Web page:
Difference Between Convex Lens And Concave Lens

The primary difference between convex lens and concave lens is that a convex lens converges light rays and focuses them to a point, while a concave lens diverges light rays, spreading them apart.

What is Convex Lens?

A convex lens is a type of optical lens that is thicker in the center and thinner at the edges. It is also known as a converging lens because it converges or brings together parallel rays of light that pass through it.

Convex lenses are commonly used in various optical devices such as cameras, eyeglasses, microscopes, and telescopes to focus light and form images. They have two principal focal points, one on each side of the lens, where light rays either converge or appear to diverge, depending on the orientation of the lens.

Convex lenses are characterized by their ability to produce both real and virtual images depending on the placement of the object relative to the lens.

What is Concave Lens?

A concave lens is a type of optical lens thinner at the center than at the edges. It is curved inward, causing parallel rays of light to diverge or spread out when they pass through it.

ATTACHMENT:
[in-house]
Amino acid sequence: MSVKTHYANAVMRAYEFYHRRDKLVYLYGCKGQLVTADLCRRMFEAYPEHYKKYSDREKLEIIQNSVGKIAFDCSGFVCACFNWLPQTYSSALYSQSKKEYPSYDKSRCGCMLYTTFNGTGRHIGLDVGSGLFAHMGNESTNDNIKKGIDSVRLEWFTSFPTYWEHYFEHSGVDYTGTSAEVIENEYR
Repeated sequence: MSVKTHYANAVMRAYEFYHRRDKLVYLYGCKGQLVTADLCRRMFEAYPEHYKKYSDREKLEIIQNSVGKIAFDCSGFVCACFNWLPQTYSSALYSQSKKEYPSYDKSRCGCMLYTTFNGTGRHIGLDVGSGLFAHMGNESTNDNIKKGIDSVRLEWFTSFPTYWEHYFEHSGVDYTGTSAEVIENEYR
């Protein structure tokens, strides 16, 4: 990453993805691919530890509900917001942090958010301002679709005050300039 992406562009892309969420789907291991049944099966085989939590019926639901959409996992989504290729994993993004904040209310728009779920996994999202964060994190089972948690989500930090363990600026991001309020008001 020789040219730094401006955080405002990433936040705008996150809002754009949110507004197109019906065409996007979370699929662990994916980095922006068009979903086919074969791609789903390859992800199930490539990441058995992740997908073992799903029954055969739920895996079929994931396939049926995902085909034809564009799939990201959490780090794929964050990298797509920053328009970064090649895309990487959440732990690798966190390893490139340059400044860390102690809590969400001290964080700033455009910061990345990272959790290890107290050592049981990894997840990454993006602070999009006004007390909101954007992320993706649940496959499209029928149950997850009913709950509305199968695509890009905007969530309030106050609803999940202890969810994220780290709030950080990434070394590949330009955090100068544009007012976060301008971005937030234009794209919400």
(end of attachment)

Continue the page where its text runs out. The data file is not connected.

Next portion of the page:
Concave lenses are used to correct nearsightedness (myopia) and are commonly found in glasses and contact lenses to help people see distant objects more clearly by diverging the incoming light before it reaches the eye’s lens.

Convex Lens Vs Concave Lens

The basic difference between a convex lens and a concave lens is given below:

PropertyConvex LensConcave Lens
ShapeThicker in the centre, curved outwardThinner in the centre, curved inward
Focusing BehaviorTypically creates virtual and diminished imagesThicker in the center, curved outward
Principal FocusReal and located on the opposite side of the incident lightVirtual and located on the same side as the incident light
Image FormationCan form both real and virtual images, depending on the object’s positionTypically forms virtual and diminished images
Common ApplicationsMagnifying glasses, cameras, telescopesCorrecting nearsightedness (myopia), correcting certain eye conditions, like presbyopia

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